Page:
• Julie B.: We need better training and to have consequences for not coming to work. I think overlapping shifts would encourage teamwork.
  • Melissa J.: Listen to employees and don't always assume the customer is right. Hear both sides.
  • Karen H.: We need better supplies, more outdoor activities, and a uniform allowance.
  • Faith B.: I'd like the administrator to know what nurses' aides really do.
  • Erin L.: If someone picks up an extra shift when she is called, don't dock her when she is sick.
  • Melissa E.: Aides need to become part of the decision-making process when it pertains to resident care.

If I Were an Administrator…
"What would you do if you were an administrator?" asked Klusch. Overwhelmingly, CNAs said that they would get out of the office and on to the floors to see staff in action, to see firsthand the relationship between aides and their nursing supervisors, and to meet residents and their families.

"If I were an administrator I'd encourage better communication between nurses and staff," suggests one CNA. Cecelia G. expands that perspective by adding, "Find out how workers and residents get along, and provide customer service tips to staff." Other tacks CNAs would take if they were running the show include:

  • Julie B.: I'd go to the floor and ask people for ideas, solutions, and general input.
  • Melissa E.: As an administrator, I'd get involved in care planning and get to know everyone in the nursing department.
  • Mary S.: I'd interact with staff and always be available to them.
  • Sue W.: If I were the administrator, I'd put in an incentive program and spend part of the day on each unit.
  • Faith F.: I'd change the CNAs' uniforms and give a cost-of-living raise and a shift differential.
  • Shelly S.: I would order electric beds. I'd also meet and greet residents and families.
  • Rhonda R.: I'd have a talk with negative employees who resist change or refuse to be team players. I'd also encourage cookouts, parties-things the residents might like.
  • Nicole S.: I think it is important for front-office employees to shadow each job. I'd require upper management to have hands-on participation in the admissions process.
  • Jessica S.: I'd reward people who come in on their day off.
  • Debra P.: I'd change some policies. For example, I'd give three minutes leeway clocking in and out.
  • Myrna V.: Above all, I'd treat the aides with more respect.
  • Naomi C.: I would increase educational opportunities.
  • Sheri M.: If I were the administrator, I'd thank staff for a job well done.

Small Conversations Can Have Great Results
After spending a day with these highly charged, positive people, I returned home with a new respect for what they do and a renewed enthusiasm for my own work. If I were an administrator, I'd meet with each one, maybe over a cup of coffee, to see what they think. Some suggestions might be doable, others not, but this would give you the opportunity to convey the realities of facility management. For example, an administrator's response to a request for more lifts might be: "I'd love to have lifts on every wing, but it's not a financial commitment that can be made right now." It might not hurt to add, "I appreciate your good, practical suggestion and will keep it in mind."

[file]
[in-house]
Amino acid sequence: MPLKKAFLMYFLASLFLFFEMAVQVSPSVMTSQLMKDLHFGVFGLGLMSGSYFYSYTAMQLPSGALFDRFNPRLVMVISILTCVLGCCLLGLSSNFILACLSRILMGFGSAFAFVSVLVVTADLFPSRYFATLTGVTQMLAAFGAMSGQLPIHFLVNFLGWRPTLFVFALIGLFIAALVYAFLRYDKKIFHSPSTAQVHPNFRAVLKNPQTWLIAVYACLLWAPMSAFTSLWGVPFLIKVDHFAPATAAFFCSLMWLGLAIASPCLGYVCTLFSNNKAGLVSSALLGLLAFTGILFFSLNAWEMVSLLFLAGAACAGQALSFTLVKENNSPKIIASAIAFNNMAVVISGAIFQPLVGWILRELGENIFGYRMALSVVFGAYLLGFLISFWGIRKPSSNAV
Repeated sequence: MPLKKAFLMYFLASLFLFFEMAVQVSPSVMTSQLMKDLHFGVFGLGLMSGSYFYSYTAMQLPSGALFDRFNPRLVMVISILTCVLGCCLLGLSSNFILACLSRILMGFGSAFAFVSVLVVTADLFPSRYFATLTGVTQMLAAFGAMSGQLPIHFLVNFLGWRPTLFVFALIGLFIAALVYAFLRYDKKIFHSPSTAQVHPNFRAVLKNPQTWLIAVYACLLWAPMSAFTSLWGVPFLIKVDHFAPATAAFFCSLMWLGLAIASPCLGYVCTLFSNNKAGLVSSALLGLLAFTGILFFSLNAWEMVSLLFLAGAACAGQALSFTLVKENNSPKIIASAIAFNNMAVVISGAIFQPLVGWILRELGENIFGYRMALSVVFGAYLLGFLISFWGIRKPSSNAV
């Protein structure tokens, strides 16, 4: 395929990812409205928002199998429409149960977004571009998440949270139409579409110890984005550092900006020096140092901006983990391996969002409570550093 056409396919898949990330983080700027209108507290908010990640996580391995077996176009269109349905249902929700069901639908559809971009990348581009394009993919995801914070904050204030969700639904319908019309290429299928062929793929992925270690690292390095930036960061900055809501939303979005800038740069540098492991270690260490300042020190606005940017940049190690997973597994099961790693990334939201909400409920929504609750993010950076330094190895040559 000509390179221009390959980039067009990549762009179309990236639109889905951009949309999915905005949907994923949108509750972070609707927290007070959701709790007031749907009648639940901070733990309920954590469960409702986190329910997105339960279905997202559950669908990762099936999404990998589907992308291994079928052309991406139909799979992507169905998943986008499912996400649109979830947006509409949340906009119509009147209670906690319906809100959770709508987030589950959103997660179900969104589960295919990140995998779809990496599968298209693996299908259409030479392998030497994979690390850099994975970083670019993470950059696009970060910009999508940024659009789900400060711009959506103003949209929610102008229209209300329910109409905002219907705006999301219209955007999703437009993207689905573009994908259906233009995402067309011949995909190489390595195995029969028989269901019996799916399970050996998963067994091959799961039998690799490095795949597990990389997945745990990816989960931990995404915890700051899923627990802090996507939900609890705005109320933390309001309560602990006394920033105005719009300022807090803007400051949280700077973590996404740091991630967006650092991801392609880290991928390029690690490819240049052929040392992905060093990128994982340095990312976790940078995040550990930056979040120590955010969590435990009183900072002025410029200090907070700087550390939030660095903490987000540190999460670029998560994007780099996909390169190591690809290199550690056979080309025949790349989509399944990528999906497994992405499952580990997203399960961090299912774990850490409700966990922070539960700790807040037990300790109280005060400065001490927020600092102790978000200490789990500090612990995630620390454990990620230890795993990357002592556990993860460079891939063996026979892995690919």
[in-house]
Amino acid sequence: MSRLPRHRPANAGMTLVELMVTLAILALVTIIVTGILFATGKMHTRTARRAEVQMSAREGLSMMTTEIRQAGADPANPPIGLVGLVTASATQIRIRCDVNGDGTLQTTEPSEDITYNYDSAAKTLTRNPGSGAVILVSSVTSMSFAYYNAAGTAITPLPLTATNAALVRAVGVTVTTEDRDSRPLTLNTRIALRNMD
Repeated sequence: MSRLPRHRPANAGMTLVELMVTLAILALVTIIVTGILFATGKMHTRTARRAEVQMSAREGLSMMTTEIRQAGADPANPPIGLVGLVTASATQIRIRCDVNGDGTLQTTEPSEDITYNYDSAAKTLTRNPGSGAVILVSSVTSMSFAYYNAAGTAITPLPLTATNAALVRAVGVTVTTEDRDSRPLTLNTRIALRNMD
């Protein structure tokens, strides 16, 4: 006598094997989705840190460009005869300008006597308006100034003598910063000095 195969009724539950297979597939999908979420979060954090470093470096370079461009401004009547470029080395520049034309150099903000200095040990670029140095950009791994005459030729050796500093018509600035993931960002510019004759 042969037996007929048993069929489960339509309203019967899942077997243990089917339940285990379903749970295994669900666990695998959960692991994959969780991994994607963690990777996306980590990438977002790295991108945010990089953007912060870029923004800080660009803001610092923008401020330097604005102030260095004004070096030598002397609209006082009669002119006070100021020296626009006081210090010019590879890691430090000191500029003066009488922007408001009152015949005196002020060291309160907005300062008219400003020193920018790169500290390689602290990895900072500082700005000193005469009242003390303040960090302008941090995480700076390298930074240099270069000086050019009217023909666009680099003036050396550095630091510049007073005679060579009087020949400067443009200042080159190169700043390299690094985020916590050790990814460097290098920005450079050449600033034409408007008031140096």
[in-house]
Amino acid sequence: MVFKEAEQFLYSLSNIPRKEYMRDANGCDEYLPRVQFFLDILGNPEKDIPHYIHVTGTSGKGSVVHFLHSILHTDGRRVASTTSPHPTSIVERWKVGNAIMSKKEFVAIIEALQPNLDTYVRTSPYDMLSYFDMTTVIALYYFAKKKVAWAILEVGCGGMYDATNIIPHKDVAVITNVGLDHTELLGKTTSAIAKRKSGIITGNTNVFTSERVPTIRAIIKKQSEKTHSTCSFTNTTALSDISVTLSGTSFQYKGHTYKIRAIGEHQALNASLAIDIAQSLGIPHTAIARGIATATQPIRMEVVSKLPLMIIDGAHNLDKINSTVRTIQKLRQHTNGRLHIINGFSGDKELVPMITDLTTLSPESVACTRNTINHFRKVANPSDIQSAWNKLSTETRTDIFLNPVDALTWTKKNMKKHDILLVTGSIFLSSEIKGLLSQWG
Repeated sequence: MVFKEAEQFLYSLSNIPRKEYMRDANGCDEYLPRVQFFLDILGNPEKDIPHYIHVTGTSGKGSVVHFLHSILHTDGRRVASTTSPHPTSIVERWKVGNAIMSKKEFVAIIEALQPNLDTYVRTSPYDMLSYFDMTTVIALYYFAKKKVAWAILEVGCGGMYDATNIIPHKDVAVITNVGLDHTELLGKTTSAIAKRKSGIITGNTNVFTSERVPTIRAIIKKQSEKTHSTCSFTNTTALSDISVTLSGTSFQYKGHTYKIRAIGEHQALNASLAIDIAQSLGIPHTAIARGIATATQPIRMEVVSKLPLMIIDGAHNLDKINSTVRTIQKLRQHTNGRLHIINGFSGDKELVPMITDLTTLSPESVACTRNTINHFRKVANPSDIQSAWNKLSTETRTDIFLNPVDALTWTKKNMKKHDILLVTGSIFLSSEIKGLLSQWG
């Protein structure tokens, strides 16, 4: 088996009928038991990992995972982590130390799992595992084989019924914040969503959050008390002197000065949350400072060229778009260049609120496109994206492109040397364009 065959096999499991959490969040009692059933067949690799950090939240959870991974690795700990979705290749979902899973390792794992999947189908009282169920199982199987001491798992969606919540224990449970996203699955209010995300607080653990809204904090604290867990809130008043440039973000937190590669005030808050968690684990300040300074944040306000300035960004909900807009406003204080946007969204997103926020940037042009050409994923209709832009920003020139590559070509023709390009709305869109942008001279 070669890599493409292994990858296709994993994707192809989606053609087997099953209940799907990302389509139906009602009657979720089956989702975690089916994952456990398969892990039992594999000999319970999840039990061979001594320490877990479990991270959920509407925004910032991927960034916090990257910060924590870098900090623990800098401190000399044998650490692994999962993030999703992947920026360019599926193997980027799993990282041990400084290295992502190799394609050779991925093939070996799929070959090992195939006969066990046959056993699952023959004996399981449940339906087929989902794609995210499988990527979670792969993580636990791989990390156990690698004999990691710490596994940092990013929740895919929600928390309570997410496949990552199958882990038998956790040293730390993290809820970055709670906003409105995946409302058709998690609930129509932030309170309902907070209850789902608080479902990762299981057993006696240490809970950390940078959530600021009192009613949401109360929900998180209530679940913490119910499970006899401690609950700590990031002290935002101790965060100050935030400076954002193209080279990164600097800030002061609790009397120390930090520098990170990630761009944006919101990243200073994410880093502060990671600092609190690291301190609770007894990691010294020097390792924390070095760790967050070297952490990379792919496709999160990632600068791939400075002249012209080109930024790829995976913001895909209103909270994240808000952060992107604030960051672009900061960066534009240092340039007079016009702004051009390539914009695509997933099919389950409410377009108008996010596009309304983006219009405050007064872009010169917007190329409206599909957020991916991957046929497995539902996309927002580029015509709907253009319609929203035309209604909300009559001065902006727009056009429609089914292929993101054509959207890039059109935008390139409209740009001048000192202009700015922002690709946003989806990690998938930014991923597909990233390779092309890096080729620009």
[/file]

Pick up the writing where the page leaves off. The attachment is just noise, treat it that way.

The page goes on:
Although these CNAs presented concerns that they'd like to see addressed, they expressed satisfaction and felt they reaped rewards from the work they do. Among the blessings they counted were their coworkers, the love of their residents, their interaction with families and, as one aide said, "a lot of great recipes."

Call Leah Klusch, President of the Alliance Training Center, (800) 890-5526 for more information on the Nurse Aide Convention and Nurse Aide Olympics. To send your comments to the author and editors, e-mail
'The Sky's the Limit'

A look at the 16th Annual Nurse Aide Convention and Nurse Aide Olympics

Dozens of blue and white balloons hovered around the room and above the tables, and there were more than 100 prizes donated by vendors and corporate sponsors. CNAs, DONs, ADONs, and an administrator or two sat beneath the "clouds" to enjoy a day of education, competition, fun, and appreciation themed "The Sky's the Limit, The Endless Possibilities of Caregiving." Each participant received a T-shirt with the theme of the event as a remembrance of his or her participation. Throughout the program, for which each participant received a certificate for six in-service educational hours, teams competing in the Nurse Aide Olympics moved in and out of the party center's ballroom.

On the lower level, 13 teams of CNAs from long-term care facilities across Ohio went through their caregiving paces competing in five events: handwashing, hair and nail care, mouth care/dentures, pulse and respiration, and perineal care. The judges, who were nurse educators volunteering for the daylong competition, totaled the scores and, at the closing session, the winners were announced (see below) and presented with first, second, and third place medals, trophies, and certificates.

While the "games" went on, screams, cheers, and waving hands suddenly erupted throughout the ballroom. The "Aviator" had dropped in "from the sky," his "mission" to deliver gift bags to lucky attendees. The energy continued throughout the day. And during breaks on that beautiful autumn day, attendees enjoyed the sunshine and strolled the grounds discussing sessions, catching up, or posing for photos with their coworkers.

Top finishers in the Nurse Aide Olympics were:

First Place
Brewster Park
Brewster, Ohio

Second Place
Hennis Centre of Bolivar
Bolivar, Ohio

Third Place
Parkside Health Care
Columbiana, Ohio